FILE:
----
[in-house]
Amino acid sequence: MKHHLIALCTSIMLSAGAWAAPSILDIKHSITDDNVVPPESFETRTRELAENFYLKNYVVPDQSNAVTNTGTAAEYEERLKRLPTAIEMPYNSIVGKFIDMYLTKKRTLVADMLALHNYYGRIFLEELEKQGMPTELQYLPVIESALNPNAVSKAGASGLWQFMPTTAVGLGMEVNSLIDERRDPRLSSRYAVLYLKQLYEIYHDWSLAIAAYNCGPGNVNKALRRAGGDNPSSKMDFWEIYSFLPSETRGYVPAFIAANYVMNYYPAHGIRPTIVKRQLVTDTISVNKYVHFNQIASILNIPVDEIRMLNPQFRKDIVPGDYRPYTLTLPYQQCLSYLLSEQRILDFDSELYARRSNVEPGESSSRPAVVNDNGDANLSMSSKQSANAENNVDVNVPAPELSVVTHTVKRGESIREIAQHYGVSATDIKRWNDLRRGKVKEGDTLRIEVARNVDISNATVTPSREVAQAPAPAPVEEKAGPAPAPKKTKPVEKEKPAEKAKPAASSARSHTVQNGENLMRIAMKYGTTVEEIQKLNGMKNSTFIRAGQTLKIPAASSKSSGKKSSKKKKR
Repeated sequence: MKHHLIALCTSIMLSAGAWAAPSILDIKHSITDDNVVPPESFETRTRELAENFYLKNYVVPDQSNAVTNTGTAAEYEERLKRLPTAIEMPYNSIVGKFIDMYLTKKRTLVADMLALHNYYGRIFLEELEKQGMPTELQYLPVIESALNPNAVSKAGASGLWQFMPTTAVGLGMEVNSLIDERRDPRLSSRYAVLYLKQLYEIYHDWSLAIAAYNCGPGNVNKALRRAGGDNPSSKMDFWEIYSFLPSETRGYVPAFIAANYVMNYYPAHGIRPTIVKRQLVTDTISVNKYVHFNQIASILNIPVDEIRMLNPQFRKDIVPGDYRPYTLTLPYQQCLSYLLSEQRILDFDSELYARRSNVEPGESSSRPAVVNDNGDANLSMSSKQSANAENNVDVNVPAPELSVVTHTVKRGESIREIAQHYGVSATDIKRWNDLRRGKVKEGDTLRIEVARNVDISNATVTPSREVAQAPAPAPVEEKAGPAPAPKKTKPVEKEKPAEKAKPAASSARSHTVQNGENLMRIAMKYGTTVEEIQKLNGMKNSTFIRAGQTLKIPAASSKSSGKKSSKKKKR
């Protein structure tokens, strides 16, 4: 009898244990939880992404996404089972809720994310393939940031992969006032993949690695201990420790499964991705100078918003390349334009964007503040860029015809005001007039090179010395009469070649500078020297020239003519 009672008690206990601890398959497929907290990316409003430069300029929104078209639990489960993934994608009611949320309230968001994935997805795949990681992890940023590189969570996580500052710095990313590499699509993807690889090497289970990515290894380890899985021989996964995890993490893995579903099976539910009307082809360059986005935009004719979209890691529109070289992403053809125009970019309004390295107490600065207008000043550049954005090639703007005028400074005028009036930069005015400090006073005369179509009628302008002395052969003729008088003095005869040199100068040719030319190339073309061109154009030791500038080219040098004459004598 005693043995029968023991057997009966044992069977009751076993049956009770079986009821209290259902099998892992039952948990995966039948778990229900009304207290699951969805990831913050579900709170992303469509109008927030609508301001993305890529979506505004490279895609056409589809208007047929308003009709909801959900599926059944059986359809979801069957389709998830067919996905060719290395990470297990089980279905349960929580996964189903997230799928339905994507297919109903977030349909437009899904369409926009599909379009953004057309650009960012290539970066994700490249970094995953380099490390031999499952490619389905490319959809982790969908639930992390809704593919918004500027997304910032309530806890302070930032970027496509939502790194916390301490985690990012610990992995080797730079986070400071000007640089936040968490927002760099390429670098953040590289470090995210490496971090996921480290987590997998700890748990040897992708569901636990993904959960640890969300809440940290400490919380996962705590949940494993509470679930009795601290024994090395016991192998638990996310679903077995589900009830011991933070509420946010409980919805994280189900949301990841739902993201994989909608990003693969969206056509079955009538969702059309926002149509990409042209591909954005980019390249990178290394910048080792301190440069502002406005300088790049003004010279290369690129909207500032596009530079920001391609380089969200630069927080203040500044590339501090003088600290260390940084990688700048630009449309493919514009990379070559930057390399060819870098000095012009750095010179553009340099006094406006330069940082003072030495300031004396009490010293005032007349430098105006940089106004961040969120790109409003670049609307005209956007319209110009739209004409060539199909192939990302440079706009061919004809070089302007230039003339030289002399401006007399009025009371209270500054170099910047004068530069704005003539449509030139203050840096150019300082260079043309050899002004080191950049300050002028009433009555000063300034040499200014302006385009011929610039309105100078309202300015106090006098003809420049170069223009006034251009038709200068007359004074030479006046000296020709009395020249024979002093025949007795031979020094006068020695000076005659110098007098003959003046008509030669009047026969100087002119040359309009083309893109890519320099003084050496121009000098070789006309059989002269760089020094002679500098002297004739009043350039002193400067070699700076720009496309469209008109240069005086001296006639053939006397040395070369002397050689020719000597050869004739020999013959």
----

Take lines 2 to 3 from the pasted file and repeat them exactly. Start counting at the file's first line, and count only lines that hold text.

Amino acid sequence: MKHHLIALCTSIMLSAGAWAAPSILDIKHSITDDNVVPPESFETRTRELAENFYLKNYVVPDQSNAVTNTGTAAEYEERLKRLPTAIEMPYNSIVGKFIDMYLTKKRTLVADMLALHNYYGRIFLEELEKQGMPTELQYLPVIESALNPNAVSKAGASGLWQFMPTTAVGLGMEVNSLIDERRDPRLSSRYAVLYLKQLYEIYHDWSLAIAAYNCGPGNVNKALRRAGGDNPSSKMDFWEIYSFLPSETRGYVPAFIAANYVMNYYPAHGIRPTIVKRQLVTDTISVNKYVHFNQIASILNIPVDEIRMLNPQFRKDIVPGDYRPYTLTLPYQQCLSYLLSEQRILDFDSELYARRSNVEPGESSSRPAVVNDNGDANLSMSSKQSANAENNVDVNVPAPELSVVTHTVKRGESIREIAQHYGVSATDIKRWNDLRRGKVKEGDTLRIEVARNVDISNATVTPSREVAQAPAPAPVEEKAGPAPAPKKTKPVEKEKPAEKAKPAASSARSHTVQNGENLMRIAMKYGTTVEEIQKLNGMKNSTFIRAGQTLKIPAASSKSSGKKSSKKKKR
Repeated sequence: MKHHLIALCTSIMLSAGAWAAPSILDIKHSITDDNVVPPESFETRTRELAENFYLKNYVVPDQSNAVTNTGTAAEYEERLKRLPTAIEMPYNSIVGKFIDMYLTKKRTLVADMLALHNYYGRIFLEELEKQGMPTELQYLPVIESALNPNAVSKAGASGLWQFMPTTAVGLGMEVNSLIDERRDPRLSSRYAVLYLKQLYEIYHDWSLAIAAYNCGPGNVNKALRRAGGDNPSSKMDFWEIYSFLPSETRGYVPAFIAANYVMNYYPAHGIRPTIVKRQLVTDTISVNKYVHFNQIASILNIPVDEIRMLNPQFRKDIVPGDYRPYTLTLPYQQCLSYLLSEQRILDFDSELYARRSNVEPGESSSRPAVVNDNGDANLSMSSKQSANAENNVDVNVPAPELSVVTHTVKRGESIREIAQHYGVSATDIKRWNDLRRGKVKEGDTLRIEVARNVDISNATVTPSREVAQAPAPAPVEEKAGPAPAPKKTKPVEKEKPAEKAKPAASSARSHTVQNGENLMRIAMKYGTTVEEIQKLNGMKNSTFIRAGQTLKIPAASSKSSGKKSSKKKKR